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Staff at 68 magistrates’ courts go out on strike over ‘unworkable’ computer system

STAFF at 68 magistrates’ courts across England and Wales have gone on strike over a computer system which they say is wrecking their working lives. 

Members of the Public and Commercial Services Union (PCS), including court legal advisers, say that the Common Platform computer system forced on them by HM Courts and Tribunal Service (HMCTS) is “unworkable.” 

The nine-day strike, which began on Saturday, was due to have taken place sooner but was postponed after the death of Elizabeth Windsor. 

Pickets were in action at Luton, Manchester and Peterborough magistrates’ courts today.

Other magistrates’ courts hit by the strike are in Wimbledon, Lavender Hill, Willesden and Uxbridge — all in London — and in Sussex, Cardiff, Somerset, the Midlands and Hampshire.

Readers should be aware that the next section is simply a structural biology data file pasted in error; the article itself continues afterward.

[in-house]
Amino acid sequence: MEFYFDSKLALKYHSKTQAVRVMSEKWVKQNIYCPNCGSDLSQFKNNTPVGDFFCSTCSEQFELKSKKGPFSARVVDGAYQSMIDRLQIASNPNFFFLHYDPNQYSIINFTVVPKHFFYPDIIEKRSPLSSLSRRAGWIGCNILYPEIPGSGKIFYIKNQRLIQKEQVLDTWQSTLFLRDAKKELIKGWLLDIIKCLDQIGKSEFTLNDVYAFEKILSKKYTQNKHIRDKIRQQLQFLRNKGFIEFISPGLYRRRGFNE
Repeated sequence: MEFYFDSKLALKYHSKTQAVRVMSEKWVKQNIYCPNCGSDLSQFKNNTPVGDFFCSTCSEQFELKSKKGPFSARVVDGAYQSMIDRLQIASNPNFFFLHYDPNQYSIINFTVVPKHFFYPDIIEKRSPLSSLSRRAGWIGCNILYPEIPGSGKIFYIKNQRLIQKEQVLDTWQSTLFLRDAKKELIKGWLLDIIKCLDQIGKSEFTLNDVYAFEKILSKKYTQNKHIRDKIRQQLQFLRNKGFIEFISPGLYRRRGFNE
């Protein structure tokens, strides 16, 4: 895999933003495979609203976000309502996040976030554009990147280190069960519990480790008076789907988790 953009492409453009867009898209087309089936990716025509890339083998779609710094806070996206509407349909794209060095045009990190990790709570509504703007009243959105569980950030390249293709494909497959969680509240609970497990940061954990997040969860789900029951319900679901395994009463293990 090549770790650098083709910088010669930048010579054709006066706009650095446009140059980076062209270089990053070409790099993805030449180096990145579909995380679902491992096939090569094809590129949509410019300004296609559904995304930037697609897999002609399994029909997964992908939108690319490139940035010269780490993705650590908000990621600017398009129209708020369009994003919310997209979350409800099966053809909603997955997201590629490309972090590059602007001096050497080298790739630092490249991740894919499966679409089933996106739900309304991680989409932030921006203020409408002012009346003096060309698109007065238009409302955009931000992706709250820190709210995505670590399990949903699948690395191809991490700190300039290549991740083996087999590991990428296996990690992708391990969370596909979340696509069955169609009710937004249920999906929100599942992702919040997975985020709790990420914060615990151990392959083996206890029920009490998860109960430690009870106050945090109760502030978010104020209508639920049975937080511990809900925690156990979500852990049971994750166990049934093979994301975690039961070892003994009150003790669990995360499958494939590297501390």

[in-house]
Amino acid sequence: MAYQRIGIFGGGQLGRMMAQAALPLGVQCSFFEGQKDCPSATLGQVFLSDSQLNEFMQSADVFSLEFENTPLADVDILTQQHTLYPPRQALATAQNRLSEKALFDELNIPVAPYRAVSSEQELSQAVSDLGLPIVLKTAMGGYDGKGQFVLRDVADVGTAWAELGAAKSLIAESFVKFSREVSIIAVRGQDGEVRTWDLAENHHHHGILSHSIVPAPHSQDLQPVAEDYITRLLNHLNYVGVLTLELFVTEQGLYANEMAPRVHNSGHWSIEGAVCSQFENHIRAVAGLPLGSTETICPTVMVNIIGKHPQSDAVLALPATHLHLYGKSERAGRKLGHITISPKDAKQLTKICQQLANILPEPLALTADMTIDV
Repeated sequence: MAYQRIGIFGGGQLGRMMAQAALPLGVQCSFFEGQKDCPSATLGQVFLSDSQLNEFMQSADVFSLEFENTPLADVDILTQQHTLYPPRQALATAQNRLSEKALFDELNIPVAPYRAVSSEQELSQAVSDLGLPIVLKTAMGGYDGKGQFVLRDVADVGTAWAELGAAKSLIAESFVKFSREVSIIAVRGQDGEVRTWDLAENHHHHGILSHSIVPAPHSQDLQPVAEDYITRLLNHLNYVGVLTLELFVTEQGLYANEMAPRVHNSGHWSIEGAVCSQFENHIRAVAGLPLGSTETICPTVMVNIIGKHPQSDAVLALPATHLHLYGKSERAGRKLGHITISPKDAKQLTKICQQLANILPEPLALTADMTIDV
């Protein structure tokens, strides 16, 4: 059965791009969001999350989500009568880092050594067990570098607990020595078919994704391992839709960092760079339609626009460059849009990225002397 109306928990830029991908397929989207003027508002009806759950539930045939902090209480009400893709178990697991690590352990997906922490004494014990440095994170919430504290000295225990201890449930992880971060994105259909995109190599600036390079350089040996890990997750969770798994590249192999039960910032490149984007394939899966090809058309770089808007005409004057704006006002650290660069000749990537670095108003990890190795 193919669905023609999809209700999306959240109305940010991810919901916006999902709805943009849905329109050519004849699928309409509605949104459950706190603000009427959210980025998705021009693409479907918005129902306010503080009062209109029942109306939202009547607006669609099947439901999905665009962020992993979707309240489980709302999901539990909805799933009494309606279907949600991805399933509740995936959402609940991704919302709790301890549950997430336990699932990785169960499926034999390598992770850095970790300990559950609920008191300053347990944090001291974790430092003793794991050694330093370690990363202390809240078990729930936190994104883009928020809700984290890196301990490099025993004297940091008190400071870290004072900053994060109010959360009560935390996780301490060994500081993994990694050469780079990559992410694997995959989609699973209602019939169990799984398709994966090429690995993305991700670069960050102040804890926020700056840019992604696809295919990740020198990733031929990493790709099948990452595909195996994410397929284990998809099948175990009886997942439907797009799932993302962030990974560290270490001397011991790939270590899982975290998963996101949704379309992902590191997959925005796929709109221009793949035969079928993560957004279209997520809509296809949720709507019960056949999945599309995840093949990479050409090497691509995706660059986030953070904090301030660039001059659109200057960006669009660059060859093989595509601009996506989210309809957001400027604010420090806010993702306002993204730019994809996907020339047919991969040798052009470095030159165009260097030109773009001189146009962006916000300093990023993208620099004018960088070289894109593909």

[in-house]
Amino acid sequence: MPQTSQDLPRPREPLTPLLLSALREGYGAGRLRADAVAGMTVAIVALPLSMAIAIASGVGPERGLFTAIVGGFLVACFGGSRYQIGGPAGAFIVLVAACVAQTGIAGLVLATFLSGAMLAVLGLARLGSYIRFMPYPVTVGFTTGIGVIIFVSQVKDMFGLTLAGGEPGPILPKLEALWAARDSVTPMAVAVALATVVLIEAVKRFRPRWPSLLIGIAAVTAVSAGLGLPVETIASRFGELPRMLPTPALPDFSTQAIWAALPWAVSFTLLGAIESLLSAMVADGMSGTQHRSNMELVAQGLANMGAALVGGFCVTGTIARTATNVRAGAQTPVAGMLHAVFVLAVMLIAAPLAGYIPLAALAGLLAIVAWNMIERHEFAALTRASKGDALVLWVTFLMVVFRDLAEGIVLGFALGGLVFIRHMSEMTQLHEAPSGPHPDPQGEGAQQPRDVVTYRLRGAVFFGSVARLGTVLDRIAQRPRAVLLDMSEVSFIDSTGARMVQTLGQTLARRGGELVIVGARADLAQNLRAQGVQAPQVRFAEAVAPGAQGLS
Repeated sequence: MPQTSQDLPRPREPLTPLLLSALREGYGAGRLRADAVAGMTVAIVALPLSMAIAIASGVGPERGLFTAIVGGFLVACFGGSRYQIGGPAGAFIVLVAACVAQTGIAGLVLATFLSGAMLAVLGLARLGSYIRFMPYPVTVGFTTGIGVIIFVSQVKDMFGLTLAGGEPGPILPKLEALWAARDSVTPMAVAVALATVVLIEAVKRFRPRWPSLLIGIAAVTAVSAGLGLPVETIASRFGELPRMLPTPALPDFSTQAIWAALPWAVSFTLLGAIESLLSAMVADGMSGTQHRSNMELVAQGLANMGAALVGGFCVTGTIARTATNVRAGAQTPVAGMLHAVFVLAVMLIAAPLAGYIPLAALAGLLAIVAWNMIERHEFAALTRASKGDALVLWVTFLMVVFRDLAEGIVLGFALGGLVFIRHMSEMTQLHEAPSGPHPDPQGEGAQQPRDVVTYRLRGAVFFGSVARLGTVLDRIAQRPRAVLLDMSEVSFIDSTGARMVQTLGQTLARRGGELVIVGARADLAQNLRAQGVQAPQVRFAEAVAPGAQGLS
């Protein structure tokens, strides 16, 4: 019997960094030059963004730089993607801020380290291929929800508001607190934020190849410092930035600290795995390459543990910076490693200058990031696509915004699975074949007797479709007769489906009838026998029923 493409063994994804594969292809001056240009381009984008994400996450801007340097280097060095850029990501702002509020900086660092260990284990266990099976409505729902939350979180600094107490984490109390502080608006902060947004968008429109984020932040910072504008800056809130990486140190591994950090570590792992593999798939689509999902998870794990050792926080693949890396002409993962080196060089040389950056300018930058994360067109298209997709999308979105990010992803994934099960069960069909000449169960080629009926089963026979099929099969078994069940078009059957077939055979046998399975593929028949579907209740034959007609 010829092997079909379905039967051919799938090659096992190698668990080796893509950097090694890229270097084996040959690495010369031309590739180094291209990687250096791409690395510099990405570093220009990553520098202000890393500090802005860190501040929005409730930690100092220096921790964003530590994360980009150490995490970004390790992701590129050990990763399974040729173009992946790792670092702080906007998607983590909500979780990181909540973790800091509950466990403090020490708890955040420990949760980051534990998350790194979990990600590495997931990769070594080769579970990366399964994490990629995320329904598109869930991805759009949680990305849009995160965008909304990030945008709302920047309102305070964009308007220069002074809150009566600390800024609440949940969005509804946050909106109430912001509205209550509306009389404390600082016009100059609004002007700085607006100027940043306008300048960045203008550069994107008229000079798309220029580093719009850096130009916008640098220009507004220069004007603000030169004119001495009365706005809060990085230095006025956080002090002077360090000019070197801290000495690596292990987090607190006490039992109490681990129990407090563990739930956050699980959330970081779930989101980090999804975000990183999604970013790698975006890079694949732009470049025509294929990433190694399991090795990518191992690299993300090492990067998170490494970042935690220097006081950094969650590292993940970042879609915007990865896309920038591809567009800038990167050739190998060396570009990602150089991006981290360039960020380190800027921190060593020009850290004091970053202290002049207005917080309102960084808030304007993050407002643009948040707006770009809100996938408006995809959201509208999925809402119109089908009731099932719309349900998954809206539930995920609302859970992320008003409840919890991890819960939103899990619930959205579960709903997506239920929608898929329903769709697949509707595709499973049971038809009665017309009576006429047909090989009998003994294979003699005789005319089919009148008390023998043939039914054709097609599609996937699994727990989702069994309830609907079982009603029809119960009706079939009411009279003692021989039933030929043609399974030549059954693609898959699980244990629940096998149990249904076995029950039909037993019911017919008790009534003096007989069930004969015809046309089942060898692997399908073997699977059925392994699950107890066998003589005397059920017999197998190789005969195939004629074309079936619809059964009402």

PCS said that the new computer system had increased the time taken to carry out tasks, affected workers’ health and disrupted the running of the justice system. 

The union added that it had increased stress among workers, sometimes kept them working until midnight on recording court cases and affected their work-life balance. 

PCS general secretary Mark Serwotka said: “We’ve been left with no choice but to call strike action. 

“Managers are ignoring the evidence in front of them — that Common Platform is simply unworkable. 

“It’s adversely affecting our members’ health and their ability to do their jobs and is detrimental to the delivery of justice. 

“HMCTS managers should listen to our members and stop the rollout immediately.” 

The union said that the introduction of the system had been delayed to allow negotiations to take place, but that HMCTS had then imposed it without any agreement being reached.

HMCS said that it was “disappointed” by the strike action and claimed that the scheme was key to modernising the court system.


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